South Efate

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Within the scope of a research seminar, a group of four students worked on the following research questions:

  • How to temporal adverbs interact with TAM-makers?
  • How do coordinations interact with TAM-markers?

A group of two students focused on the following research question:

  • How do mood and transitivity correlate?

Adverbs and TAM-markers

We considered the following temporal adverbs to be taken into account:

Anteriority: nanom 'yesterday'; nrak 'long ago', 'in those days'; malpei 'before', 'a long time ago'

Present: mees' 'today'; malfane 'now', 'at the time of'

Posteriority: matol 'evening', 'tomorrow', 'the future'; inrok 'after', 'behind'

The studied adverbs do not occur evenly. For instance, out of 199 occurences in total malfane shows the highest count (81), followed by mees (67). nanom (2) and nrak pei (3) display the fewest occurences. All in all, there is more references to present events (74%) than to past (17%) or future (9%) happenings.


As it comes to anteriority reference the results are clearly as expected. There is more realis (93) than irrealis subject proclitics when in combination with adverbs refering to anteriority.

Considering posteriority the adverb matol 'evening', 'tomorrow', 'the future' shows a clear bias to irrealis aspect (no realis but 9 irrealis subject proclitics). inrok 'after', 'behind', 'later', however, the distribution is almost balanced (14 realis, 17 irrealis). This could be due to differences in the usage of both adverbs. matol' refers to prospective events only, while inrok can refer to both past and prospective events. This can be illustrated by following examples:

me kineu ka= inrok
but 1S. 1S.IRS= behind
"I will come behind." (South Efate corpus id 046.005)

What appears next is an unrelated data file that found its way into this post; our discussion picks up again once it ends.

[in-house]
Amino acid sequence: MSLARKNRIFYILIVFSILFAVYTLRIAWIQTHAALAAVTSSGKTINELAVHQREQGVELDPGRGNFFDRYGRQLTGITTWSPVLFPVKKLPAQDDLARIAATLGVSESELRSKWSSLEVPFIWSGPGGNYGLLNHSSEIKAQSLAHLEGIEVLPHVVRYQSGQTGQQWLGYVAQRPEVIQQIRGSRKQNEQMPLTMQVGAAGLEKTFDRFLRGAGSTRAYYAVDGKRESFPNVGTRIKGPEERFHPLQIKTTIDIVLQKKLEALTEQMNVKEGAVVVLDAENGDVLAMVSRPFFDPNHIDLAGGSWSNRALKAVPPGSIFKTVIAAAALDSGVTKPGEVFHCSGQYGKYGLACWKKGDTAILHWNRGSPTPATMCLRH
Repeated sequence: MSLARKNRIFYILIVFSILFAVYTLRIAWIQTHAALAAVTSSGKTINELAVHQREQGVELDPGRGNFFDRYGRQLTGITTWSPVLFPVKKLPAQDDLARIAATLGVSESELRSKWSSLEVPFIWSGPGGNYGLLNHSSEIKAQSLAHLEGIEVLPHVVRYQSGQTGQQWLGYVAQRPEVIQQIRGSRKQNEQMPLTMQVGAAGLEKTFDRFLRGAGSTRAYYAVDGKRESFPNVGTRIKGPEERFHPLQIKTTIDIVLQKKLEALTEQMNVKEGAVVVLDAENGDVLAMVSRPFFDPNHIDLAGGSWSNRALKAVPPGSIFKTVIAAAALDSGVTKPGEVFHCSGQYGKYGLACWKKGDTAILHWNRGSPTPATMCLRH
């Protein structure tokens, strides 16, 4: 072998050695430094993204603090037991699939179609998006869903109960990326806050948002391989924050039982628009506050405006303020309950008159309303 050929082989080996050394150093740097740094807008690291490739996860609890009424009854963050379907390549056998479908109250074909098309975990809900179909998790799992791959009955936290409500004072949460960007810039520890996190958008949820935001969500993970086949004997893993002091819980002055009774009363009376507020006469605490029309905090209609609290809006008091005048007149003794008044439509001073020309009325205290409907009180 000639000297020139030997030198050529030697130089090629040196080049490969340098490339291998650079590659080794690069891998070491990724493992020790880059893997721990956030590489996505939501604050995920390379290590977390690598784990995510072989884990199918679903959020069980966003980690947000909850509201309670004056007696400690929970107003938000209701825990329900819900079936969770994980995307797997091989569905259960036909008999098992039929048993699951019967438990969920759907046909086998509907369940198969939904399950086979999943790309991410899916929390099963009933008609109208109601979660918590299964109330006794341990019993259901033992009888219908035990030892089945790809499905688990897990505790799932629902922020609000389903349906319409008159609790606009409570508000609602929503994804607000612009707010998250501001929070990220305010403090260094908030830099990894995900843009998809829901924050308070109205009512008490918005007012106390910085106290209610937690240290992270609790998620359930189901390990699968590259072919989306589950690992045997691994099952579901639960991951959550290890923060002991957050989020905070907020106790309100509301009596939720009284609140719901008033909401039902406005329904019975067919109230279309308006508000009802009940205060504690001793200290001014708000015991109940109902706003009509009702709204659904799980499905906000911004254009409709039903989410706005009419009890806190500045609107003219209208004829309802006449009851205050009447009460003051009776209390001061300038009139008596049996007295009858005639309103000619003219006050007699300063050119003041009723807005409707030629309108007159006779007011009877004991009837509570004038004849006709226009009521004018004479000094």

me inrok knen go u= po pam̃or -i
but behind of_it and 1P.exRS= PSP find -TS
"But later we found that it was wrong." (South Efate corpus id 068.024)

Regarding the third category present, there is far more realis (607) than irrealis (101) subject proclitics. There is also a number of perfect subject proclitics (36) as well as occurences of the perfect marker pe (23) though, which seems odd:

go mees ui= pe fri
and today 1P.exPS= PS free:BI=
"And today we are free." (South Efate corpus id 068.025)

As the example shows, the time reference is present tense, yet the perfect subject proclitic and the perfect marker are used. Thieberger (2006:168) notes that "[t]he particle pe can also encode an ongoing state that has been achieved." This seems to be the case in the shown example.

Coordinations and TAM-markers

We focused on 3 coordinations: ale 'then', go 'and' and me 'but, and'.


It seems that go occures most of the time with either the prospective irrealis fo or the realis counterpart po.

Considering the coordination me, again the prospetive irrealis co-occures the most, followed by the perfective marker pe.

As is comes to the third examined coordinatiin ale, there are way too less co-occurences to sign for a trend.


me primary serves mostly as a conjunction meaning 'and' or 'but', but it seems to quite often occur in somehow temporal surroundings.

me tafra ru= po inrok mai
and whale 3P.RS= PSP behind come
"But the whales will come later." (South Efate corpus id 023:008)
me p?a= fo to mai maileperkat emat nigneu
and 2S.IRS= PSP:IR stay come watch_over grave nigneu
"And you will come to look after my grave." (South Efate corpus id 023:008)


In the corpus ale does only occur with two of the four markers, fo and po. Ale and po can either occur in the same clause or in different clauses of the same utterance. Two examples showing the first case:

ale afsak i= po tu of pak elag
okay turtle 3S.RS= PSP give heron to above
"Then the turtle gave it to the heron above." (South Efate corpus id 105.060)
ale i= i= po nom
okay 3S.RS= PSP finish
"And that's the end." (South Efate corpus id 100:011)

A example showing the latter case:

ale Litapurog i= pes i= pes emrom i= po pesta rait -e -n pak elagf
okay Litapurong 3S.RS= talk 3S.RS= talk inside 3S.RS= PSP talk_to mother -V -3S.DP to high
"So Litapurong spoke, she spoke inside, she talked to the mother up above." (South Efate corpus id 096:021)

Ale and fo can also appear either in the same clause or in different clauses of the same utterance.

First case:

ale malfane pa= fo ler naoia yu mas kam bak
okay now 2S.IRS= PSP:IR return now:BI you:BI must:BI come:BI back:BI
(South Efate corpus id 096.021)